The readers of the Fiscal Times learn what everyone looking at the alphabet-soup of back-door taxpayer theft (or, as Ben Bernanke calls them, facilities) knows:
There are many ways policy could have been improved; providing more help for state and local governments is high on the list, but I’ll focus on another way: using fiscal policy to help households make up for losses from the recession. This is an important, but too often ignored aspect of recovering from what are known as “balance sheet recessions.”…
The effect on bank balance sheets also varies with the type of recession, and a financial collapse brought about by bad loans is particularly severe. The present recession is an example of this, and policy has done a good job of preventing even worse problems from developing by rebuilding financial sector balance sheets through the bank bailout and other means.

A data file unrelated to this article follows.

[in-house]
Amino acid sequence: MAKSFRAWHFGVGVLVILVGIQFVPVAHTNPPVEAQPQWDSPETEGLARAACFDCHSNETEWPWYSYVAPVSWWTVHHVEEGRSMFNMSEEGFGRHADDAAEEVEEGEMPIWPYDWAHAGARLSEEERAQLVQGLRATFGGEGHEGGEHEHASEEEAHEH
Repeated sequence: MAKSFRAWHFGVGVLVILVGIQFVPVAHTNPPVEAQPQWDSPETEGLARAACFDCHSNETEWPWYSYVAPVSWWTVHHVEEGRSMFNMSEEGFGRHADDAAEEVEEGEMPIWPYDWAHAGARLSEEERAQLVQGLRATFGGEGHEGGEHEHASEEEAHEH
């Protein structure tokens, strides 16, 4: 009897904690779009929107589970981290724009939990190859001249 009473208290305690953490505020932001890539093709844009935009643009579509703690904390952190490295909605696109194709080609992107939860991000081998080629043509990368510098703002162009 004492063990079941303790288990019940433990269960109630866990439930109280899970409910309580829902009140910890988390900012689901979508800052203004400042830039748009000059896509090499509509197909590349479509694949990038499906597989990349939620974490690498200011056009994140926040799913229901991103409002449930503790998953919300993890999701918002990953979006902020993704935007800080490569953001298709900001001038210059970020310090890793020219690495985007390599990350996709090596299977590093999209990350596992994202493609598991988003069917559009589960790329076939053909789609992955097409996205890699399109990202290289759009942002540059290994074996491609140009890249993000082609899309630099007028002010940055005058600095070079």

But household balance sheets have not received as much attention. We could have helped households rebuild their balance sheets, and this would have helped banks by lowering the default rate on loans. Instead, we left households to mostly solve their problems on their own, and then helped banks when households could not repay what they owed. [emphasis mine; link his]
At his own blog, Professor Thoma ends—as one should—with one of his better jokes, with a perfect Steven Wright delivery:
[W]e can still learn something and improve policy the next time a balance sheet recession hits the economy.
Policy created and maintained as badly as it has been for the past three years must view that summary as a feature, not a bug.
UPDATE: I see RDan mentioned this earlier today. Is the term “balance sheet recession” not so common as I believe it is?